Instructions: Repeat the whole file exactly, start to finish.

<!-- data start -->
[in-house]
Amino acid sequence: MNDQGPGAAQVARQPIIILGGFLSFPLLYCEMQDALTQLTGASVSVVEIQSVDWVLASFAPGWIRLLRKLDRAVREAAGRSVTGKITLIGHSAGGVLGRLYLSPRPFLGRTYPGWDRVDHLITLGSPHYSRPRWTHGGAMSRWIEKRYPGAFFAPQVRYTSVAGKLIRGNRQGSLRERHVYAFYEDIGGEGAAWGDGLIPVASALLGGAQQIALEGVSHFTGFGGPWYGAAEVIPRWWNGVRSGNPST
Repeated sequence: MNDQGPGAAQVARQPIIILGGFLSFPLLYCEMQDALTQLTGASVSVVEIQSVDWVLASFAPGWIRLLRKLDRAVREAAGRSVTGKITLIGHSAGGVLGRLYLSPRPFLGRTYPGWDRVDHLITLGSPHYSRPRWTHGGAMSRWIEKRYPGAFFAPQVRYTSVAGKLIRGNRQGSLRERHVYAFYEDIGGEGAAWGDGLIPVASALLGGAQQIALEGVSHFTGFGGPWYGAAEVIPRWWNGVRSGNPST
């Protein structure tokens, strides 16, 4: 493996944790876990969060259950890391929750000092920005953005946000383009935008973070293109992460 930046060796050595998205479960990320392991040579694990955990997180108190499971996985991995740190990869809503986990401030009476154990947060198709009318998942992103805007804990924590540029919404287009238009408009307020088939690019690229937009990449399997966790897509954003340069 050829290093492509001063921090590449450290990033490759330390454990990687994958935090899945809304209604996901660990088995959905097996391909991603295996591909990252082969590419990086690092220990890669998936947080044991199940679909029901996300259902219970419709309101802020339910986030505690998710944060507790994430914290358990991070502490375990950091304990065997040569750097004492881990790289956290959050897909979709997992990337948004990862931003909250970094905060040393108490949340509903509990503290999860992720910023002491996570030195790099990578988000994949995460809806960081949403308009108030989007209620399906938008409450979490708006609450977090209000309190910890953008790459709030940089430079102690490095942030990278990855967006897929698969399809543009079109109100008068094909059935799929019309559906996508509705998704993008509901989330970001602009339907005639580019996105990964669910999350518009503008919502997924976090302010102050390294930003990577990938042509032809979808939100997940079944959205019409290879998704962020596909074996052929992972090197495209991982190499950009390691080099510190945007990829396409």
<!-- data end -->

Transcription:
[in-house]
Amino acid sequence: MNDQGPGAAQVARQPIIILGGFLSFPLLYCEMQDALTQLTGASVSVVEIQSVDWVLASFAPGWIRLLRKLDRAVREAAGRSVTGKITLIGHSAGGVLGRLYLSPRPFLGRTYPGWDRVDHLITLGSPHYSRPRWTHGGAMSRWIEKRYPGAFFAPQVRYTSVAGKLIRGNRQGSLRERHVYAFYEDIGGEGAAWGDGLIPVASALLGGAQQIALEGVSHFTGFGGPWYGAAEVIPRWWNGVRSGNPST
Repeated sequence: MNDQGPGAAQVARQPIIILGGFLSFPLLYCEMQDALTQLTGASVSVVEIQSVDWVLASFAPGWIRLLRKLDRAVREAAGRSVTGKITLIGHSAGGVLGRLYLSPRPFLGRTYPGWDRVDHLITLGSPHYSRPRWTHGGAMSRWIEKRYPGAFFAPQVRYTSVAGKLIRGNRQGSLRERHVYAFYEDIGGEGAAWGDGLIPVASALLGGAQQIALEGVSHFTGFGGPWYGAAEVIPRWWNGVRSGNPST
């Protein structure tokens, strides 16, 4: 493996944790876990969060259950890391929750000092920005953005946000383009935008973070293109992460 930046060796050595998205479960990320392991040579694990955990997180108190499971996985991995740190990869809503986990401030009476154990947060198709009318998942992103805007804990924590540029919404287009238009408009307020088939690019690229937009990449399997966790897509954003340069 050829290093492509001063921090590449450290990033490759330390454990990687994958935090899945809304209604996901660990088995959905097996391909991603295996591909990252082969590419990086690092220990890669998936947080044991199940679909029901996300259902219970419709309101802020339910986030505690998710944060507790994430914290358990991070502490375990950091304990065997040569750097004492881990790289956290959050897909979709997992990337948004990862931003909250970094905060040393108490949340509903509990503290999860992720910023002491996570030195790099990578988000994949995460809806960081949403308009108030989007209620399906938008409450979490708006609450977090209000309190910890953008790459709030940089430079102690490095942030990278990855967006897929698969399809543009079109109100008068094909059935799929019309559906996508509705998704993008509901989330970001602009339907005639580019996105990964669910999350518009503008919502997924976090302010102050390294930003990577990938042509032809979808939100997940079944959205019409290879998704962020596909074996052929992972090197495209991982190499950009390691080099510190945007990829396409």